Aquafornia news Nature Reviews Earth & Environment

New research: Accumulation, transformation and transport of microplastics in estuarine fronts

Millions of tons of riverine plastic waste enter the ocean via estuaries annually. The plastics accumulate, fragment, mix and interact with organisms in these dynamic systems, but such processes have received limited attention relative to open-ocean sites. In this Perspective, we discuss the occurrence and convergence of microplastics at estuarine fronts, focusing on their interactions with physical, geochemical and biological processes. Microplastic transformation can be enhanced within frontal systems owing to strong turbulence and interactions with sediment and biological particles, exacerbating the potential ecosystem impacts. The formation of microplastic hotspots at estuarine fronts could be a target for future plastic pollution mitigation efforts. 

Aquafornia news Ag Alert

Efforts to protect groundwater are tested by drought

Balancing the state’s groundwater supplies for a sustainable future may not be easy due to severe drought and ongoing economic challenges facing farmers. “We’ve got the lowest prices and highest production costs and the least-reliable water supply that we’ve had since I’ve been farming,” said Bill Diedrich of Firebaugh, who farms row crops and permanent crops on the west side in Madera and Fresno counties…. Diedrich, who relies on groundwater for irrigating farmland in Madera County and surface water for ground in Fresno County, said farming at this time “is very difficult.” He said the 2014 Sustainable Groundwater Management Act, which tasks local agencies to balance groundwater supplies in affected basins by 2040 and 2042, means farmland must come out of production.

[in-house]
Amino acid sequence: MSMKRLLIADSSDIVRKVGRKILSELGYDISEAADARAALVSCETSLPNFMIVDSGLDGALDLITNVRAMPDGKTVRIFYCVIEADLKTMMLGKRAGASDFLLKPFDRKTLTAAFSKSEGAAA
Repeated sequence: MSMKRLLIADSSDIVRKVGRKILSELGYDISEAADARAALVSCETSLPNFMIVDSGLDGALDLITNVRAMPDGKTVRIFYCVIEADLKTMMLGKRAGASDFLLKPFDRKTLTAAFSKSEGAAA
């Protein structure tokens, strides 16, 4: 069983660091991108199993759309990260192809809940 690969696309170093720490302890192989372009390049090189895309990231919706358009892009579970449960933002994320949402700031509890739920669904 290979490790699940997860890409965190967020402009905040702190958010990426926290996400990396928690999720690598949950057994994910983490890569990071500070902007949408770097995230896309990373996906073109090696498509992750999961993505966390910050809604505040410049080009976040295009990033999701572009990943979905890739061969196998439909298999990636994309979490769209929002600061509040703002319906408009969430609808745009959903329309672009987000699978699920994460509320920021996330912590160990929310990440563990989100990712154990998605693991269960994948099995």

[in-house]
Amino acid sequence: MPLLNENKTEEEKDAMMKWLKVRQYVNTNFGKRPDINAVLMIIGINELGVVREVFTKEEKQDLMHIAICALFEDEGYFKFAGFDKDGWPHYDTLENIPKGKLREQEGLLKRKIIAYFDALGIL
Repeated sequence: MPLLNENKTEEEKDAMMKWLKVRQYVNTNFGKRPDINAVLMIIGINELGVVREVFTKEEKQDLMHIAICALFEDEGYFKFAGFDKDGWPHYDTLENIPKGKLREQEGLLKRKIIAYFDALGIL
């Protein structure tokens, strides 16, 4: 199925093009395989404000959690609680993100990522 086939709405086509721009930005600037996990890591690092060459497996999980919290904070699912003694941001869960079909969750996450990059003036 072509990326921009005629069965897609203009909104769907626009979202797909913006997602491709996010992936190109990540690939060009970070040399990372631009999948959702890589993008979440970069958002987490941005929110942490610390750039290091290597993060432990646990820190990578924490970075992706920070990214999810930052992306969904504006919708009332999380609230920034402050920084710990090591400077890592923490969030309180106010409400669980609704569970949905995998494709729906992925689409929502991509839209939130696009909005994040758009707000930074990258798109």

Aquafornia news Newsweek

Lake Mead’s dire drought-stricken future foreshadowed at deadpool reservoir

Operations at one of Spain’s largest hydropower plants have been halted due to drought-like conditions, foreshadowing the future of the rapidly receding Lake Mead. Electric utility company Endesa SA has shut down its facility in Mequinenza, Zaragoza, Spain after its water levels receded below 23 percent capacity, Bloomberg reported. This is below the minimum required to produce electricity. The plant first opened in 1966, and until now, has never been shut down. Spain is suffering one of the most severe droughts seen in more than a decade, with around 32 percent of the country affected due to rising temperatures and lack of rainfall.